But late last year, Health and Human Services Secretary Kathleen Sebelius expanded the hardship list to include people whose insurance plans were canceled and who could not find other coverage. That meant people whose insurance plans had been rescinded because they did not meet new standards in the law wouldn't be penalized if they chose not to buy coverage at all in 2014. Then last week, as it announced other changes in the law, federal officials said that having had a plan canceled would also continue to qualify someone for an exemption through 2016.
HHS says that each exemption request is manually processed and that the agency has some discretion over them, so simply filling out a form won't guarantee that someone gets the opt-out.
Right-wing media have also focused in on the Health Insurance Marketplace's application for exemption, particularly the application's categories that qualify individuals for exemption if their plans have been cancelled and they consider other available plans to be too expensive, and if they have experienced another hardship in obtaining health insurance. Right-wing media have declared the standards in these two categories as "so lax ... [they] offer an exemption to everyone who conceivably wants one."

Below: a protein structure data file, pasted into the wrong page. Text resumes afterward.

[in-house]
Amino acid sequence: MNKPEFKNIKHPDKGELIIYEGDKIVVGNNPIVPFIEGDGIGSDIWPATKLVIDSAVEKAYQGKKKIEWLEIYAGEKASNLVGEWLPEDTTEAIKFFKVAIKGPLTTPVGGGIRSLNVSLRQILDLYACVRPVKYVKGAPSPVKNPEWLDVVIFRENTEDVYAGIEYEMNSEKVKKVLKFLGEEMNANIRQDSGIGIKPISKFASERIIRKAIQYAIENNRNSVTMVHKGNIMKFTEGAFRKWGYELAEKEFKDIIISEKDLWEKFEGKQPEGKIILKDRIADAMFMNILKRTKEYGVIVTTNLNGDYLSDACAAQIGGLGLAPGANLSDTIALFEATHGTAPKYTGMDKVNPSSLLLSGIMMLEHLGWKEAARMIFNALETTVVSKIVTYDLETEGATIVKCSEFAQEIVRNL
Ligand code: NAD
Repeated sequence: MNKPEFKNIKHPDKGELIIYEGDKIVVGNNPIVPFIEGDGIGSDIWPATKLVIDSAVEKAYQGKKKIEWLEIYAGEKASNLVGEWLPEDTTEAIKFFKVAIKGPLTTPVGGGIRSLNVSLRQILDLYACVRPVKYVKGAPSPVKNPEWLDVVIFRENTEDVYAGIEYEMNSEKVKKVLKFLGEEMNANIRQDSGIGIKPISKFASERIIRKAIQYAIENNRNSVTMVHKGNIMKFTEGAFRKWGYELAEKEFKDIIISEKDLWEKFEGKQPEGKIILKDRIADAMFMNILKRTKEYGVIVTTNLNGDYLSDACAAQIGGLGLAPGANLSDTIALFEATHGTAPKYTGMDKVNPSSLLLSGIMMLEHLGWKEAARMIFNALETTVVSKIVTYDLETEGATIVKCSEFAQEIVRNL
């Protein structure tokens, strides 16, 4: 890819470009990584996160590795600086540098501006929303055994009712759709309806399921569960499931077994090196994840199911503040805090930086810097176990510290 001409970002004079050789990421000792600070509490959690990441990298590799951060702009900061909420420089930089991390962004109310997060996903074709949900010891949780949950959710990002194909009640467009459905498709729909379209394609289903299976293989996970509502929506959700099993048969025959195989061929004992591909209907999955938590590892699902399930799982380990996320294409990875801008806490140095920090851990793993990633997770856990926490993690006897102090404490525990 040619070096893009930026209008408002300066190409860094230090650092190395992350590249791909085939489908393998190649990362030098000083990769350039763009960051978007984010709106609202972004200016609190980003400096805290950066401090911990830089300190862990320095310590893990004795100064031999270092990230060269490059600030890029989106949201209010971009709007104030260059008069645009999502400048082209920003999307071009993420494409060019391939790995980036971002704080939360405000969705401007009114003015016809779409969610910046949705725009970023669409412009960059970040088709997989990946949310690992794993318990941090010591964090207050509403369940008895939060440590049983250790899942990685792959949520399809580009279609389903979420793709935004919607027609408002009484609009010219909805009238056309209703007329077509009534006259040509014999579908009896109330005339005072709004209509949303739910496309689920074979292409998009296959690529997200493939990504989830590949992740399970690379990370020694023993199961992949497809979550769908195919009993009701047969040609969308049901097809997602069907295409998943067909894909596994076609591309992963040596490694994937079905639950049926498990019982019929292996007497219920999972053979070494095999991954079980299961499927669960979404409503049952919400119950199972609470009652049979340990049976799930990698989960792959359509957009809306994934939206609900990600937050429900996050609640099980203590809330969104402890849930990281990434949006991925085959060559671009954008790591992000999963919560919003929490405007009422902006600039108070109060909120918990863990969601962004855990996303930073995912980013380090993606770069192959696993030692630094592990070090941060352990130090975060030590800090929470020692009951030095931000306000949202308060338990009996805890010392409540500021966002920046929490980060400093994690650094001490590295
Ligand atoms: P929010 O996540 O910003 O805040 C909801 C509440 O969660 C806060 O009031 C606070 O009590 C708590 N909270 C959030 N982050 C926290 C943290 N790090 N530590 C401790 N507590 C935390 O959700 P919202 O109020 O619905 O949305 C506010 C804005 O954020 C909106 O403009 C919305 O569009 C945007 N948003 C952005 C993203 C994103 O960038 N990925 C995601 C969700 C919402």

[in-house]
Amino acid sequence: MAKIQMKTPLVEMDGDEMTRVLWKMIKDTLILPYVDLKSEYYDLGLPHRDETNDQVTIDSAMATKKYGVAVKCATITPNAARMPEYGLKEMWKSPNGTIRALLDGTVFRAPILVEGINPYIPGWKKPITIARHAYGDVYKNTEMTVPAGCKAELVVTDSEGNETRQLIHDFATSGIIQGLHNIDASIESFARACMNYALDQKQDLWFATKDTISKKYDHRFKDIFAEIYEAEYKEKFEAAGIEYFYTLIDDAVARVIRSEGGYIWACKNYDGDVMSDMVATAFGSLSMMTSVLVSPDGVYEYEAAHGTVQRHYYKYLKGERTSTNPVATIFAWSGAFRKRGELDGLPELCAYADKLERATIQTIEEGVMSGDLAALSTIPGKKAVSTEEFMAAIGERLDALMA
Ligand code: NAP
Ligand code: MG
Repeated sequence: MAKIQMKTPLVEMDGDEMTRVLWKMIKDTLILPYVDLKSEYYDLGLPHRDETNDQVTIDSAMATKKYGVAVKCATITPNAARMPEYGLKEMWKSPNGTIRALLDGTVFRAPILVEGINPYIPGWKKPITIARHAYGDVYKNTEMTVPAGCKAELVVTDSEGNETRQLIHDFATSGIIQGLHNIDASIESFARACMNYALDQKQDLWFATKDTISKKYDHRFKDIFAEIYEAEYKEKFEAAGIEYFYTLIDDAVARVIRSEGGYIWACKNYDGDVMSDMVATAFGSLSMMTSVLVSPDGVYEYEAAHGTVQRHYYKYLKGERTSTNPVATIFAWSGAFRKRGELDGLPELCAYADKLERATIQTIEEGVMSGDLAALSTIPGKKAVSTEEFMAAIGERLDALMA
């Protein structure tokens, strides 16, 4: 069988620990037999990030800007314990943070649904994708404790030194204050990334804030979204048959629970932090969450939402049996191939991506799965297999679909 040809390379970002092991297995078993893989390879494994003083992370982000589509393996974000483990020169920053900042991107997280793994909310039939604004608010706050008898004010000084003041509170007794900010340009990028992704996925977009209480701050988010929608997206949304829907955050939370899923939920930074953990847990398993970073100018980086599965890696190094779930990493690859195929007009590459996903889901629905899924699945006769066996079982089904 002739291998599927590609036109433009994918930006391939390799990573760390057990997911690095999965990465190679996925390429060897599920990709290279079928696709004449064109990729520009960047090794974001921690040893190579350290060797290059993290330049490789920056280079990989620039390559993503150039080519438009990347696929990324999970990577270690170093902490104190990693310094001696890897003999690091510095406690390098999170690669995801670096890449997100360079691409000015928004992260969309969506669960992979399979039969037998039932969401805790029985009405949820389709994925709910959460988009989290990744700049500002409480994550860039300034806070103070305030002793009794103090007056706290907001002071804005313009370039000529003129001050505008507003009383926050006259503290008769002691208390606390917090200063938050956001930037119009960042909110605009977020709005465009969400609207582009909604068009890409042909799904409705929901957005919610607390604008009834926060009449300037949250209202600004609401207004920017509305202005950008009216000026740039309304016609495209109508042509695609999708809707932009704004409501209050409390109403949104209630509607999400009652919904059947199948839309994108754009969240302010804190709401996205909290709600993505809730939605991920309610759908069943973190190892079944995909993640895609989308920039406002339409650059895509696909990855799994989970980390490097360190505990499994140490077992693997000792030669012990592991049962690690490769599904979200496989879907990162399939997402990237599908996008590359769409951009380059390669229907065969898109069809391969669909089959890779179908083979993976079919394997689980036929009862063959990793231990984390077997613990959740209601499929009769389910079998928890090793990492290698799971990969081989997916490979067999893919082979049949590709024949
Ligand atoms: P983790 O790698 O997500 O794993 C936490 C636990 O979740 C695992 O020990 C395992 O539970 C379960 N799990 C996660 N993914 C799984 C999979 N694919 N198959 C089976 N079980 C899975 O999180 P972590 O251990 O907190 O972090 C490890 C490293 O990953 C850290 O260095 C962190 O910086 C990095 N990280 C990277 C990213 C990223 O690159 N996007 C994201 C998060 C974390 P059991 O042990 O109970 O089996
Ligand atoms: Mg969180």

However, as HHS has repeatedly warned and the non-editorial side of the WSJ reported, an application with a declaration of hardship does not necessarily guarantee an exemption. It must be reviewed and approved before an exemption certificate is issued. Like other government attestations, this exemption application form requires a signature under threat of penalty of perjury and the various categories of hardship have differing documentation requirements.
In addition to the prospect of an audit, health policy expert Timothy Jost accurately observed in December that it's counterintuitive to expect a wave of dishonest exemption seekers as right-wing media is warning. As reported by NPR's Julie Rovner, "Jost also wrote it's unlikely that many of those with cancelled policies will simply opt out of the market altogether. 'These are people who already purchased insurance without the mandate,' he points out. And without any subsidies."